The chart-topping Russian-made FaceApp, which allows users to see how they will look as they age, is in the eye of a political storm in the U.S., with one senator urging an FBI investigation into its “national security and privacy risks”.
A celebrity favourite, the app deploys artificial intelligence to modify users’ photos, adding wrinkles or subtracting years from their faces.
On Wednesday, U.S. Senate Minority Leader Chuck Schumer sounded the alarm over FaceApp’s Russian developer, calling for the FBI and the Federal Trade Commission to “look into the national security & privacy risks” connected to the application.
“FaceApp’s location in Russia raises questions regarding how and when the company provides access to the data of U.S. citizens to third parties, including potentially foreign governments,” the New York senator said in a letter to the FBI.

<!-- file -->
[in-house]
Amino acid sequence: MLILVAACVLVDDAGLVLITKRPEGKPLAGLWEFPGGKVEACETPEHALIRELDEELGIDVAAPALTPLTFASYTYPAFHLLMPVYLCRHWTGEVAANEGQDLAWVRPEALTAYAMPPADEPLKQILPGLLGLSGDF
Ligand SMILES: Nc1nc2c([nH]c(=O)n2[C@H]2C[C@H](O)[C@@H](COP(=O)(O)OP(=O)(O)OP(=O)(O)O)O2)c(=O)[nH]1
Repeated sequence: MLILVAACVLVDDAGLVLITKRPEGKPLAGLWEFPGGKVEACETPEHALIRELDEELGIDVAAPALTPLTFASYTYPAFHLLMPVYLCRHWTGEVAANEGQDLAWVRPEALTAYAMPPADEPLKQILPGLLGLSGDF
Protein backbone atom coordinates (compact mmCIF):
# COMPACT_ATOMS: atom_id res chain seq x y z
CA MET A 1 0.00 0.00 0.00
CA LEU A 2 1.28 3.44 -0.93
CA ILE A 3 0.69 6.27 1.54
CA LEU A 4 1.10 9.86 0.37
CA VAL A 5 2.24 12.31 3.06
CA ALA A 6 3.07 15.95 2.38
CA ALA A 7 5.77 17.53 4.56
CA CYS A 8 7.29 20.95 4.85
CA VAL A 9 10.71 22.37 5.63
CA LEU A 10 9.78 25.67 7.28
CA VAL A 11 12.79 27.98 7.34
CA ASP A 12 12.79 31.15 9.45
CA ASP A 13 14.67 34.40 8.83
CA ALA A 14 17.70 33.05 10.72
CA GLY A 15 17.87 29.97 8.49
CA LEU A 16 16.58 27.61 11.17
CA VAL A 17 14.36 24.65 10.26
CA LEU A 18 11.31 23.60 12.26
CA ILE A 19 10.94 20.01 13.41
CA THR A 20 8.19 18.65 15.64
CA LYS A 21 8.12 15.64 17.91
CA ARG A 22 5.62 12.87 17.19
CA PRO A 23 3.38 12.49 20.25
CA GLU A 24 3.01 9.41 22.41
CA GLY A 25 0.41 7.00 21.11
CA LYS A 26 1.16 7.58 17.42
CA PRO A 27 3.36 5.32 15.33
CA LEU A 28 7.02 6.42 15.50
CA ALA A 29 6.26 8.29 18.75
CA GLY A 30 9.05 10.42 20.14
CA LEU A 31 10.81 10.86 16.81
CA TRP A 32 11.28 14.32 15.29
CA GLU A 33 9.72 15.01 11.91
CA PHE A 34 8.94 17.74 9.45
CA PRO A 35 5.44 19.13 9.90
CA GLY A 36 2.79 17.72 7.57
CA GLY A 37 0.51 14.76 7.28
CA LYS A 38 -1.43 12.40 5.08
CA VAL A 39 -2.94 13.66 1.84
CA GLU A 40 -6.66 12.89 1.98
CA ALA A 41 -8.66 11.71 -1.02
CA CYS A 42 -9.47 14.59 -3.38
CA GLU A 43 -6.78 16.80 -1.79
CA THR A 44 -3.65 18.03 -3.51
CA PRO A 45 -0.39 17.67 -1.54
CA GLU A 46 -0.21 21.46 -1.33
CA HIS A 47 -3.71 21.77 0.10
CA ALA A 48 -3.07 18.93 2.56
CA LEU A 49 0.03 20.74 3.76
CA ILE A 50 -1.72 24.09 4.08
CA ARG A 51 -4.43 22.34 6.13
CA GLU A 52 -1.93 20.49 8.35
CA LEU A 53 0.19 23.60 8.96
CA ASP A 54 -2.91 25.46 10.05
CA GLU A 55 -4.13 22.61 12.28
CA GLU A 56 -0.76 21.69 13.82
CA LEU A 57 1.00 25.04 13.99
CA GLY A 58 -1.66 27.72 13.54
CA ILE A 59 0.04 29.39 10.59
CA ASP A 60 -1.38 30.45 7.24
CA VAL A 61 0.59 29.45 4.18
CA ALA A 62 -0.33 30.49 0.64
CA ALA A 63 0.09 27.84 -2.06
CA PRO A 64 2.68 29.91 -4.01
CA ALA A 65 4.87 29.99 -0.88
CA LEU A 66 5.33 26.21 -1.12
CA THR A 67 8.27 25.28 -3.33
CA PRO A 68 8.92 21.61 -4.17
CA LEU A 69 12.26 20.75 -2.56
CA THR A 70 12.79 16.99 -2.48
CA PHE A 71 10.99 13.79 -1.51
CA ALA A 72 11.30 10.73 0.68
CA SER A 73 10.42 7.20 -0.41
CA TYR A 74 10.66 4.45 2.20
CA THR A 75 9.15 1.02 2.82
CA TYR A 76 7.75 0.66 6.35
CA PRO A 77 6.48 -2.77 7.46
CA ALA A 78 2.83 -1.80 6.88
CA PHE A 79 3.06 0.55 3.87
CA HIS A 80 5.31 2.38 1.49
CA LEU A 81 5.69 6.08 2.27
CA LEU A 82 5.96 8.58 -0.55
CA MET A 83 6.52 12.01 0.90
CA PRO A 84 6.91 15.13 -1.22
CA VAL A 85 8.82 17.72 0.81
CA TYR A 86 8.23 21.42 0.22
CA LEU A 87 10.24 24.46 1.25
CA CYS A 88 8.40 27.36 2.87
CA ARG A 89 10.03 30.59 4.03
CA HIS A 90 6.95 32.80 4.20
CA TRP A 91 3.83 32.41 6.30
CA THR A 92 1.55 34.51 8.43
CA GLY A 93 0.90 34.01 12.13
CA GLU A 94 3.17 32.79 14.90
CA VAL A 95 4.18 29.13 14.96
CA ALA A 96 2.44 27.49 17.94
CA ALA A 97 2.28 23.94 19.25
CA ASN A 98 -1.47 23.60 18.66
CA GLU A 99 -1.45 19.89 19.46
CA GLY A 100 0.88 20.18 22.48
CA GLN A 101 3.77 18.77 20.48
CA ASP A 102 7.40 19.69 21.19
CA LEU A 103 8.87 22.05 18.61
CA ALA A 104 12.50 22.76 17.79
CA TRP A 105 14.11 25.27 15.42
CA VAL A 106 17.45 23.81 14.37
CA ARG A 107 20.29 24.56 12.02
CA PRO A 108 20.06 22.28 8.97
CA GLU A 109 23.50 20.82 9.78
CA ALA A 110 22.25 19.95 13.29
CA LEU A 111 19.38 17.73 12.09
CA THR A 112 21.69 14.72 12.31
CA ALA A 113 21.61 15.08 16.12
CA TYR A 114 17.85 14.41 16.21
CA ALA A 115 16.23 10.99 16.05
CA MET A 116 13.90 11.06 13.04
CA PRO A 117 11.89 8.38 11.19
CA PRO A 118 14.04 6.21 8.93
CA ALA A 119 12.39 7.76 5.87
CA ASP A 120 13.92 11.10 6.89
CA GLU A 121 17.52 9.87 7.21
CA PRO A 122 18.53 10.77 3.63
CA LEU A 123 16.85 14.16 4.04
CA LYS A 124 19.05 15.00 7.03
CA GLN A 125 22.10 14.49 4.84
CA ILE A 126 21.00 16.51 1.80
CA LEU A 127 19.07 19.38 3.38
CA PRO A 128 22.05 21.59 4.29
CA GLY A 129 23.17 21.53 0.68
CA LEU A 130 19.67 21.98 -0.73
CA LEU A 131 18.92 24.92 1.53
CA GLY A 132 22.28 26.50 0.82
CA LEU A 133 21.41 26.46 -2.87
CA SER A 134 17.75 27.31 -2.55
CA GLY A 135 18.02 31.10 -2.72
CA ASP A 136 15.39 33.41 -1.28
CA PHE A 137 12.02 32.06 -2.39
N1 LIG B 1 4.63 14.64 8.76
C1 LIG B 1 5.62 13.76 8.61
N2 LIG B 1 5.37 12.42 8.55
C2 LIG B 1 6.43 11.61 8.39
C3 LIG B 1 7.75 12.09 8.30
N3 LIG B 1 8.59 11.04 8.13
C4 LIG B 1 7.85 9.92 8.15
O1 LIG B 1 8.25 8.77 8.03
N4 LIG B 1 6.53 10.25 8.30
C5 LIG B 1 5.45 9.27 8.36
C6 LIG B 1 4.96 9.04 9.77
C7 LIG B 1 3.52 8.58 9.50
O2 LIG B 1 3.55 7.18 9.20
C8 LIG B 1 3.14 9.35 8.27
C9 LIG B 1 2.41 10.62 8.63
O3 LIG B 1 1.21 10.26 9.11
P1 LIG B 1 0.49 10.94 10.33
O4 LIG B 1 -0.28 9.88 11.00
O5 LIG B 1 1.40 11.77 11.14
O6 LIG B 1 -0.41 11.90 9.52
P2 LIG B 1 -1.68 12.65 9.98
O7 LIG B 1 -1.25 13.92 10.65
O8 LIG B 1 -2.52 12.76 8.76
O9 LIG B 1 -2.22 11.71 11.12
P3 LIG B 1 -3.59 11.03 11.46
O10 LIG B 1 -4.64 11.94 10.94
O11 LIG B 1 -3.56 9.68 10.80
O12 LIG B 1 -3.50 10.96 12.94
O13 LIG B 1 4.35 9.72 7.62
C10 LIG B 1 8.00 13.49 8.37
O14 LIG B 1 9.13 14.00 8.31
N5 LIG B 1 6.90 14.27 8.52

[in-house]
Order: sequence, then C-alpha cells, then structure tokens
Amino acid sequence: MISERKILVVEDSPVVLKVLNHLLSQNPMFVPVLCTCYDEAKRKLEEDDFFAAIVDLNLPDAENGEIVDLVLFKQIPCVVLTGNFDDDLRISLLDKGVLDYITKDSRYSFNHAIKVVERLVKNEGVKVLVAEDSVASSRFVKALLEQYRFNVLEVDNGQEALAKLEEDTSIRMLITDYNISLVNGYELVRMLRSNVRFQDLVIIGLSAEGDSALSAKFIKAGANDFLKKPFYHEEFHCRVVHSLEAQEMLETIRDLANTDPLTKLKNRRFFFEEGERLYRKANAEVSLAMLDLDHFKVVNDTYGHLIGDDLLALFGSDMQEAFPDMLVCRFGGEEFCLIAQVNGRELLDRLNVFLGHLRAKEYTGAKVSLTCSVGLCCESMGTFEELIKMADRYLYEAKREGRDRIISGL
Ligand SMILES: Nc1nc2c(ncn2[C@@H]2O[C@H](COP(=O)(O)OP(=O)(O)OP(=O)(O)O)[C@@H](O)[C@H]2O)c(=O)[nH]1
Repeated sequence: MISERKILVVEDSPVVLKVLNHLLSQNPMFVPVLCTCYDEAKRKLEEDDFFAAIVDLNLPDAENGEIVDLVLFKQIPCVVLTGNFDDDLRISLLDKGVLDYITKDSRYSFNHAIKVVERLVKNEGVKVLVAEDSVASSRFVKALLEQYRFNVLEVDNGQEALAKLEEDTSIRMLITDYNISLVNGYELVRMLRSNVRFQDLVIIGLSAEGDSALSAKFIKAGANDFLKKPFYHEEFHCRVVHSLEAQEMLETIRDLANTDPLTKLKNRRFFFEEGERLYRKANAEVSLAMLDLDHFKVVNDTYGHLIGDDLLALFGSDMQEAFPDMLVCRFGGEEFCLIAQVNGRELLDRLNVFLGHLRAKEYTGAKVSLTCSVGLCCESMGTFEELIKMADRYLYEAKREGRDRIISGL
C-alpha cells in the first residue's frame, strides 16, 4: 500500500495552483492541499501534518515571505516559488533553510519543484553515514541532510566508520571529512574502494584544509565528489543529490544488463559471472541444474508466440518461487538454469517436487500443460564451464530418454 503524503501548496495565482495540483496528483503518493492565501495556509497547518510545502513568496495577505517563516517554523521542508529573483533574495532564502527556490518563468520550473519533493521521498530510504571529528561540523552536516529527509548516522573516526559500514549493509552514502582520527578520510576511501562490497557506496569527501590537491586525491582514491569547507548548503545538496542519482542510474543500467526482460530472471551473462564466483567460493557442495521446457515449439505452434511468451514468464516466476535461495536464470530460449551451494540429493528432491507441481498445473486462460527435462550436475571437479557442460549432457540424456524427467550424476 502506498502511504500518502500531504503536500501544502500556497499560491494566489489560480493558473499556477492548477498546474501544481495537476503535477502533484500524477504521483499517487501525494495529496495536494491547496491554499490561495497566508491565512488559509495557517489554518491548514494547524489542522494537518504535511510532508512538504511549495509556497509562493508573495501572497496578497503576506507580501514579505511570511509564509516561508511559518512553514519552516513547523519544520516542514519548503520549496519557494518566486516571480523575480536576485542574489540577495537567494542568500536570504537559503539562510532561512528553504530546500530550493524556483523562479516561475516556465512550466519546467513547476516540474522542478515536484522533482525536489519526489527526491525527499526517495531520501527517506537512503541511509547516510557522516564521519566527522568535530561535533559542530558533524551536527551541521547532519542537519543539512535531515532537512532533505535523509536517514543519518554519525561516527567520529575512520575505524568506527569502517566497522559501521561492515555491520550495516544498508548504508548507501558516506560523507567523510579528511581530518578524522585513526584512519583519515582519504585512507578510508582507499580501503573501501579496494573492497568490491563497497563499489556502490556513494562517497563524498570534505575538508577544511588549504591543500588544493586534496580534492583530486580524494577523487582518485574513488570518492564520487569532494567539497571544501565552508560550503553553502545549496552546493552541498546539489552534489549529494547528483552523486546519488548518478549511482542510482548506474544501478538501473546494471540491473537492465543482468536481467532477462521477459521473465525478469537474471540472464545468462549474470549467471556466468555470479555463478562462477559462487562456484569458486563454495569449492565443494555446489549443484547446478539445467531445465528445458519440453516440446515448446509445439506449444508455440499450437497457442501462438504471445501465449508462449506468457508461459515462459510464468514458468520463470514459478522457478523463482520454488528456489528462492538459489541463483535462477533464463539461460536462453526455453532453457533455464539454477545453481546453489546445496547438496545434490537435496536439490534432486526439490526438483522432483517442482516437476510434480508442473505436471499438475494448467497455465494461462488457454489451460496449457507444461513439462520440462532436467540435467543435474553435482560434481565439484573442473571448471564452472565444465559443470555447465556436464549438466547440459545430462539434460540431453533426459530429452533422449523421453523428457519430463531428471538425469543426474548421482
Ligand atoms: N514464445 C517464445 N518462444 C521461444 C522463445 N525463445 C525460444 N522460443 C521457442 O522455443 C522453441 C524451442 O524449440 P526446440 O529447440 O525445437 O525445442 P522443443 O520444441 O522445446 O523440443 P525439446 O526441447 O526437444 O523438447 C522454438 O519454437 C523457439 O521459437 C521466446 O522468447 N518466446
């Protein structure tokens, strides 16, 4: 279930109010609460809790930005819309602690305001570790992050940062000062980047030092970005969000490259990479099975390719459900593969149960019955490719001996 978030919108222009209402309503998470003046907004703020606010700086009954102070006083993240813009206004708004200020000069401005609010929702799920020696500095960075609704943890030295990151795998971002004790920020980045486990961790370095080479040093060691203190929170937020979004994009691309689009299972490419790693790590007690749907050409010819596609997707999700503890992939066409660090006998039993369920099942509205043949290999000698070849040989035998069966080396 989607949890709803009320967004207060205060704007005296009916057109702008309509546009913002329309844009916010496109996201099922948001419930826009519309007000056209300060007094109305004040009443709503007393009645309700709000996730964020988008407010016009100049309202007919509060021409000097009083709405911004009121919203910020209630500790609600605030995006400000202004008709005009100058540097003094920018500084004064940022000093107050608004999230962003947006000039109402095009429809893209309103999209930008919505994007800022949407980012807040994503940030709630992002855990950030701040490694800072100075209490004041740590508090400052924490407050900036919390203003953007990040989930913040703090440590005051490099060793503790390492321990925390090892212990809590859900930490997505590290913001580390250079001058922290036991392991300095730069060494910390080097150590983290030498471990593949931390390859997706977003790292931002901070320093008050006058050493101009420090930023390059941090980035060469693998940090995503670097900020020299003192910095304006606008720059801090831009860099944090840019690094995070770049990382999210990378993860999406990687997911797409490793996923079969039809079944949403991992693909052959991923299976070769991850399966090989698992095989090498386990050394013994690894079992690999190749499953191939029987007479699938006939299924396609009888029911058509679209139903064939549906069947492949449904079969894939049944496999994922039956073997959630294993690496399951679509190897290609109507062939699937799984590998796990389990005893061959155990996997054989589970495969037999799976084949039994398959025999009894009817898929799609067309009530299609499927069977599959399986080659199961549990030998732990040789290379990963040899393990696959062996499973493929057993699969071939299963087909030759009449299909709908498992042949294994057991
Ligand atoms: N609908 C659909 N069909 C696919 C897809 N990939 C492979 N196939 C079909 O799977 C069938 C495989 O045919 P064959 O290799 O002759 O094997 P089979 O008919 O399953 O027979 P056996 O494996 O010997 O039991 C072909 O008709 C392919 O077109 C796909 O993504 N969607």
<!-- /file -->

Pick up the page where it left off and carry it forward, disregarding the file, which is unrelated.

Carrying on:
Currently the most downloaded free app on Google Play with more than 100 million users, FaceApp was launched two years ago and went viral after its latest editing tool, an ageing filter, sparked a flood of celebrity selfies.
FaceApp’s Russian backers have not responded to Mr. Schumer’s letter.
But its CEO told the Washington Post that Russian authorities did not have any access to any user data.Yaroslav Goncharov also told the newspaper that most photos are deleted from its servers within 48 hours and said the app did not use the pictures for any other purpose.